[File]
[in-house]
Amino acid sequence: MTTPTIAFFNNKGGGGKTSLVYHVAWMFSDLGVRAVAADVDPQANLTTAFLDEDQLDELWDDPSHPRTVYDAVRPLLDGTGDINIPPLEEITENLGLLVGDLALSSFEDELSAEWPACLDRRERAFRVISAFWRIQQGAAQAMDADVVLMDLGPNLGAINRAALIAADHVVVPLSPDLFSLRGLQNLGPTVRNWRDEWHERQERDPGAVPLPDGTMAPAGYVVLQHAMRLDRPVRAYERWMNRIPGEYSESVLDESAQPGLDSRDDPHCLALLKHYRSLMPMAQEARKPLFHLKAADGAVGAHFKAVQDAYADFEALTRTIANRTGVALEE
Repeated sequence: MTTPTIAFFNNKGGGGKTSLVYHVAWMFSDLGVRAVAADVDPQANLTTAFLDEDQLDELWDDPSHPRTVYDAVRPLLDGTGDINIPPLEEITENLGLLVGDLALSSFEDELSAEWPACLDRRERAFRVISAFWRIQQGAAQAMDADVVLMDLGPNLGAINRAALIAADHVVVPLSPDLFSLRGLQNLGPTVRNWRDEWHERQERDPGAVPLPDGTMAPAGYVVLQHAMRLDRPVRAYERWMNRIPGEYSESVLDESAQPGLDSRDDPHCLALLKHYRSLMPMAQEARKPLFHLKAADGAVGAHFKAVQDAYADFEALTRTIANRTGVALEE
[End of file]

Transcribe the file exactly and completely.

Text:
[in-house]
Amino acid sequence: MTTPTIAFFNNKGGGGKTSLVYHVAWMFSDLGVRAVAADVDPQANLTTAFLDEDQLDELWDDPSHPRTVYDAVRPLLDGTGDINIPPLEEITENLGLLVGDLALSSFEDELSAEWPACLDRRERAFRVISAFWRIQQGAAQAMDADVVLMDLGPNLGAINRAALIAADHVVVPLSPDLFSLRGLQNLGPTVRNWRDEWHERQERDPGAVPLPDGTMAPAGYVVLQHAMRLDRPVRAYERWMNRIPGEYSESVLDESAQPGLDSRDDPHCLALLKHYRSLMPMAQEARKPLFHLKAADGAVGAHFKAVQDAYADFEALTRTIANRTGVALEE
Repeated sequence: MTTPTIAFFNNKGGGGKTSLVYHVAWMFSDLGVRAVAADVDPQANLTTAFLDEDQLDELWDDPSHPRTVYDAVRPLLDGTGDINIPPLEEITENLGLLVGDLALSSFEDELSAEWPACLDRRERAFRVISAFWRIQQGAAQAMDADVVLMDLGPNLGAINRAALIAADHVVVPLSPDLFSLRGLQNLGPTVRNWRDEWHERQERDPGAVPLPDGTMAPAGYVVLQHAMRLDRPVRAYERWMNRIPGEYSESVLDESAQPGLDSRDDPHCLALLKHYRSLMPMAQEARKPLFHLKAADGAVGAHFKAVQDAYADFEALTRTIANRTGVALEE